1 thing I learnt from an Indian apostle

A couple of years ago I visited India. It is amazing what God is doing there and throughout the developing world. Although I was there to speak / teach, I came home feeling that I had learnt more than I taught.

Just recently I had the “home leg” of the learning experience when one of the church leaders I had visited in India visited our church. Needless to say I wasn’t disappointed by the “learning experience” from my friend’s visit. I learnt more than one thing and was moved, not to say overwhelmed by much of what he had to say. One thing, however, stood out.

So what was the one thing? My friend told us that in his movement they instilled into the children that God had called them and ordained them to lead a fruitful life. This is based on Jesus’ declaration to His apostles in John 15 that He had chosen them and appointed them to bear lasting fruit (v.16). If you want to trace the idea further, read the mandate God gives Adam and Eve in Genesis 1. Or the promise He gives Abraham in Genesis 12.

He told stories that were both amazing and very moving to illustrate how even the children in the movement he leads were passionate for Christ and the gospel. This passion, it was evident, remained into adult life, to the point that many were and are prepared to sacrifice very good careers to become missionaries.

As I reflected on the kind of church culture I grew up in – one that extended far beyond my particular church – I noticed that our approach to and understanding of our purpose in life was very different. For us, the emphasis was on avoiding sin rather than producing fruit. In fact I think producing fruit was seen more as a command to be obeyed than a promise to be believed.

There are two problems with that approach.

Firstly, a fruitful Christian life becomes a pressure rather than a promise. And it almost always rests on our ability rather than His power at work through us. In the end it produces spiritual frustration more than spiritual fruit.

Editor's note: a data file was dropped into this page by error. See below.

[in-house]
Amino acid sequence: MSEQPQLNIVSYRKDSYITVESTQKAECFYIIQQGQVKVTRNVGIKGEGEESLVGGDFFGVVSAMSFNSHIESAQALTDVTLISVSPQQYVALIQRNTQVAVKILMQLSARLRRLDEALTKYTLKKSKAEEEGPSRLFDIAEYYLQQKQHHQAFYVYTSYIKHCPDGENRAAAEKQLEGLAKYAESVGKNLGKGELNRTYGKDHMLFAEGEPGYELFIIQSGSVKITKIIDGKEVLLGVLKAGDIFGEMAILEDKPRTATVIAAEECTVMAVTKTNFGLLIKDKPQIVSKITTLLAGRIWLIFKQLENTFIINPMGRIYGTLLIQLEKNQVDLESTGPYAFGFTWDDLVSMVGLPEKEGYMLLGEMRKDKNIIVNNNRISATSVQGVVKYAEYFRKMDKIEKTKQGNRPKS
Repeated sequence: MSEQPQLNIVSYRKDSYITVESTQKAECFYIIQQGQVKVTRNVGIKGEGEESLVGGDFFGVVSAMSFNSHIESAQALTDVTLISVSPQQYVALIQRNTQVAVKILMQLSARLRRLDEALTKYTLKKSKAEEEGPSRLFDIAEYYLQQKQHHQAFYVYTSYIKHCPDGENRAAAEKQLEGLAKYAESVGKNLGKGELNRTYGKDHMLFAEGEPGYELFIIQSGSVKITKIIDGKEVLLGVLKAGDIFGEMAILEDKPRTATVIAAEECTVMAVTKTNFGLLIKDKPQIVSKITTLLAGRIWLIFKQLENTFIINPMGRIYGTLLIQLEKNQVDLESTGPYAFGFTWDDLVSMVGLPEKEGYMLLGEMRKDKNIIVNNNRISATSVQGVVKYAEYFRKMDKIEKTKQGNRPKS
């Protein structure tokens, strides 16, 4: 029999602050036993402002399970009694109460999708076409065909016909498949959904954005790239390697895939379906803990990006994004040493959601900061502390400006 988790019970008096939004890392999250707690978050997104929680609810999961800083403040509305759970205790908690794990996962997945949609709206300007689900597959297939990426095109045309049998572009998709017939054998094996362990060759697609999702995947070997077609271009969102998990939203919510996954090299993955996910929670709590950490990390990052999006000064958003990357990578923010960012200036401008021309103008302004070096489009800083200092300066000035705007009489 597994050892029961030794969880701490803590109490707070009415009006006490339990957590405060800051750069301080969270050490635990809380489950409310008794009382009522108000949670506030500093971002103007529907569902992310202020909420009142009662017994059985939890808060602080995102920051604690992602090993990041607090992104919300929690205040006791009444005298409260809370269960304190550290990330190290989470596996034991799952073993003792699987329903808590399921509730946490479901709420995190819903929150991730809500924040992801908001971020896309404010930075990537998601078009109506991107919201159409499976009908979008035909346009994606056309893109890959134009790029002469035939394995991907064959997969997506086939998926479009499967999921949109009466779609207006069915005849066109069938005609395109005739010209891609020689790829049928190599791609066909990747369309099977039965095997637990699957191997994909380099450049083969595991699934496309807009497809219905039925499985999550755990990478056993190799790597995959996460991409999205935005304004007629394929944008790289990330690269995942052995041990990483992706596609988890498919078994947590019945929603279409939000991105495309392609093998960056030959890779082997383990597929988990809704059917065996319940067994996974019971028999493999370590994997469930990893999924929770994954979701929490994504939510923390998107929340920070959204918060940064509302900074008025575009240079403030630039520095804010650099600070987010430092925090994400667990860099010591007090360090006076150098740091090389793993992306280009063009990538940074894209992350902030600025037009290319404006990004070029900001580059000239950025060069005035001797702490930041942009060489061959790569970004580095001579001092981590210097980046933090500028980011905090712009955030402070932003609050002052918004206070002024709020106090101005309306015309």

Secondly, an approach that focuses on “sin avoidance” tends to end up in spiritual sterility or even a kind of paranoia about being polluted by the world.

I’m not saying that we shouldn’t emphasise the need to avoid sin. In fact, we might need to rediscover that emphasis. But on its own, it will not produce fruitful people. And if individual Christians aren’t fruitful, then churches will not flourish.

I should admit that I do go looking for the “secret sauce” or the “silver bullet” when it comes to any kind of success or effectiveness in the church, or elsewhere for that matter. Having said that, I am not for one moment claiming that this is the only or even the main factor in church growth in the developing world. And I do realise that there are enormous cultural differences between the Western world and the Indian sub-continent.

At the same time there are biblical principles that transcend culture. The conviction that God has called every Christian to flourish and bear lasting fruit, to my mind transcends culture. It’s a scriptural principle, not a tenet of a particular culture. And if that is the case, it should be the conviction of every believer- Indian or Western.


The Magic Key

If you have children of a certain age, you might well be familiar with The Magic Key stories. Three children and their dog set out on all sorts of adventures, courtesy of a magic key, helpfully attached to the dog’s collar. Unfortunately, I am a little too old to have had the pleasure of such reading material; we had stories that usually ended up with a dead giant or a dead wolf, or something like that.